Metabolism of Iron and Heme
satisfactory; however, sometimes parenteral therapy is pre-
ferred, e.g., in proven malabsorption problems, gastroin-
testinal disease and excessive blood loss, and for patients
who cannot be relied on to take oral medication.
A type of iron storage disorder characterized by general
increase in tissue iron levels without damage to parenchy-
mal cells is known as
a storage form of iron in which ferric hydroxide is
present as micelles. It appears as insoluble granules that
contain denatured aggregated ferritin, nonferritin pro-
teins, lipids, heme, and other pigments. Hemosiderosis
results when iron is present in excessive quantities in
a diet that permits maximum iron absorption. For ex-
ample, the African Bantu eat a diet high in corn (low
in phosphate) cooked in iron pots, drink an indige-
nous beer brewed in iron pots, and suffer from
Hemosiderosis can progress to
with hepatic cirrhosis and diabetes mellitus.
H2N — (C H 2)6— N — C — (C H 2)2—
Excessive accumulation of iron (chronic iron overload)
can result from the following.
1. Defective erythropoiesis (dyserythropoiesis);
impaired hemoglobin synthesis leading to lack of
utilization and consequent accumulation of iron in
mitochondria, e.g., from inhibition of ALA synthase
activity by dietary vitamin B
deficiency; inhibition of
heme synthesis by lead; impairment of pyridoxine
metabolism in alcoholic patients; familial
sideroblastic anemias; and
2. Repeated blood transfusions, e.g., in Cooley’s anemia
or sickle cell disease.
3. Hereditary hemochromatosis, an autosomal recessive
defect in which there is increased rate of absorption of
iron in the presence of normal or enlarged iron stores
and normal hematopoiesis (discussed later).
4. High dietary iron and substances that enhance its
absorption (e.g., Bantu siderosis).
5. Hereditary atransferrinemia.
In all of these disorders, the gastrointestinal tract can-
not limit absorption of iron to significant extent. Thus,
the “mucosal block” responsible for keeping out un-
needed iron on a daily basis is susceptible to disruption,
perhaps at more than one point. Iron overload leads to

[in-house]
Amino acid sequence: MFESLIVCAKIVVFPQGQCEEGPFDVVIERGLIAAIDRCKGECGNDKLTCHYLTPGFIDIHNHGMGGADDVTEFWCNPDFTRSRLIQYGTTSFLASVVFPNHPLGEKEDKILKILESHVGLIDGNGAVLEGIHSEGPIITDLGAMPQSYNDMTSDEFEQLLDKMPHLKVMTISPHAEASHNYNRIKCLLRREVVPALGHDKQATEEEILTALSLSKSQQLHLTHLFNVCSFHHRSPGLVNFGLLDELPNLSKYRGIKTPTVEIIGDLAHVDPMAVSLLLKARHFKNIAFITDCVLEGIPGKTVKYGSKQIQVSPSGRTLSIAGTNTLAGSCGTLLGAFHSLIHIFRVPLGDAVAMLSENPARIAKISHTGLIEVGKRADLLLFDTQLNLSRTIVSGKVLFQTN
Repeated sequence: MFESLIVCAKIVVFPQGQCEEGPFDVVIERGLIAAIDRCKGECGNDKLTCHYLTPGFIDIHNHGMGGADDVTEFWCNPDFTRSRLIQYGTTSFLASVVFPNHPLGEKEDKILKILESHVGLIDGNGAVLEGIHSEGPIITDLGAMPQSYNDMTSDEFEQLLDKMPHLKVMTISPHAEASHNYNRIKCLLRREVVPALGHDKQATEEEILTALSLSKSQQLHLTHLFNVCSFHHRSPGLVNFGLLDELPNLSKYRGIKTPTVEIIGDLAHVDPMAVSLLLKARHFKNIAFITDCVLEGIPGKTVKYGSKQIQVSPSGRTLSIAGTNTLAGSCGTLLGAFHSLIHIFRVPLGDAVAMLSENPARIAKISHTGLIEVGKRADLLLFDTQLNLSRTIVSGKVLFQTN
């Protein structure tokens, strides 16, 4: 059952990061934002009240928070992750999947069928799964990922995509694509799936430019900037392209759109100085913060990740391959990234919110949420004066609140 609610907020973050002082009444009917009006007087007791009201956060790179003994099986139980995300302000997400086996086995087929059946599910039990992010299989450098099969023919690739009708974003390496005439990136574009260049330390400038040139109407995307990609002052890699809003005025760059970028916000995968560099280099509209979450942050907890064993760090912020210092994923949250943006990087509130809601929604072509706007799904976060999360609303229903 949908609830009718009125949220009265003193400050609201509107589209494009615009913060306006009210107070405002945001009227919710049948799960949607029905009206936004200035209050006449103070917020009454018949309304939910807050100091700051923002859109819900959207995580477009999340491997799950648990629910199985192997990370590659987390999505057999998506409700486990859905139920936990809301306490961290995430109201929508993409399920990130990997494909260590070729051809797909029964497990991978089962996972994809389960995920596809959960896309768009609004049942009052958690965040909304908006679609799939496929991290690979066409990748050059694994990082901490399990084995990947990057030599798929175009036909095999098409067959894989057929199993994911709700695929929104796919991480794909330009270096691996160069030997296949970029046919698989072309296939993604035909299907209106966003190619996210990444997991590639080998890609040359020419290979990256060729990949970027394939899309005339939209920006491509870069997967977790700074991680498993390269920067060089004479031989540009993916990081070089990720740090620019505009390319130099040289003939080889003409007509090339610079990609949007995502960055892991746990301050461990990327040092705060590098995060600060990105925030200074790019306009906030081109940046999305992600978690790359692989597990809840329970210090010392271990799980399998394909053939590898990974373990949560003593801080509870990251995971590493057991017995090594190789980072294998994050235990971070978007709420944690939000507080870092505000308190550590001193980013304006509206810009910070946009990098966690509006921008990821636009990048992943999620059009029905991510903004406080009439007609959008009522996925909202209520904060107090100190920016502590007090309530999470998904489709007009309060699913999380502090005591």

progressive deterioration in pancreatic, hepatic, gonadal,
and cardiac function. Clinical manifestations include cir-
rhosis, diabetes mellitus, life-threatening arrhythmias, and
intractable heart failure. Removal of excess iron produces
clinical improvement, particularly of diabetes and conges-
tive heart failure.
In iron storage diseases accompanied by normal ery-
thropoiesis (e.g., hereditary hemochromatosis), removal
of excessive iron is accomplished by repeated bloodlet-
ting (phlebotomy). Therapeutic phlebotomy of a unit of
blood (which contains about 250 mg of iron) may be per-
formed up to three times per week. When the iron stores
become depleted, reaccumulation of iron is prevented by
four to six phlebotomies per year. In asymptomatic pa-
tients, periodic determination of serum ferritin provides a
measure of storage of iron.
In hemochromatosis secondary to refractory anemias
(e.g., Cooley’s anemia, sickle cell anemia), patients re-
quire repeated blood transfusions to survive childhood
and adulthood. Therapy consists of administration of iron-
chelating agents. Deferoxamine, an iron chelator isolated
has the structure:
:— N — (C H 2)5— N — C — (C H 2)2— C — N — (C H 2)5— N — C — C H 3
It contains six nitrogen atoms separated by fairly long,
flexible stretches of methylene groups. Since each iron
atom can bind six ligands, one molecule of deferoxamine
is probably capable of occupying all six coordination sites
and producing a
1 : 1
For ferric iron, the
assoc of deferoxamine is about 1030,
while the A
'assoc for Ca2+ is about 102. Iron in hemopro-
teins is not affected by this agent, while the ferric iron of
ferritin and hemosiderin is chelated in preference to that
found in transferrin. Such selectivity makes the compound
useful in treatment of iron storage problems and acute iron
The deferoxamine-iron complex is excreted in urine.
(Iron is not normally excreted by this route.)
Deferoxamine given orally complexes with dietary iron,
making the drug and the iron unavailable for absorption.
The preferred route of administration is by intramuscular
injection. Irritation and pain at the site of administration
and the need for daily injections make the treatment un-
popular. In addition, even with coadministration of large
amounts of ascorbic acid, the iron loss produced is far be-
low that necessary to remove all of the iron accumulated
during chronic transfusion therapy.
Slow, continuous intravenous infusion or continuous
subcutaneous administration may be more effective in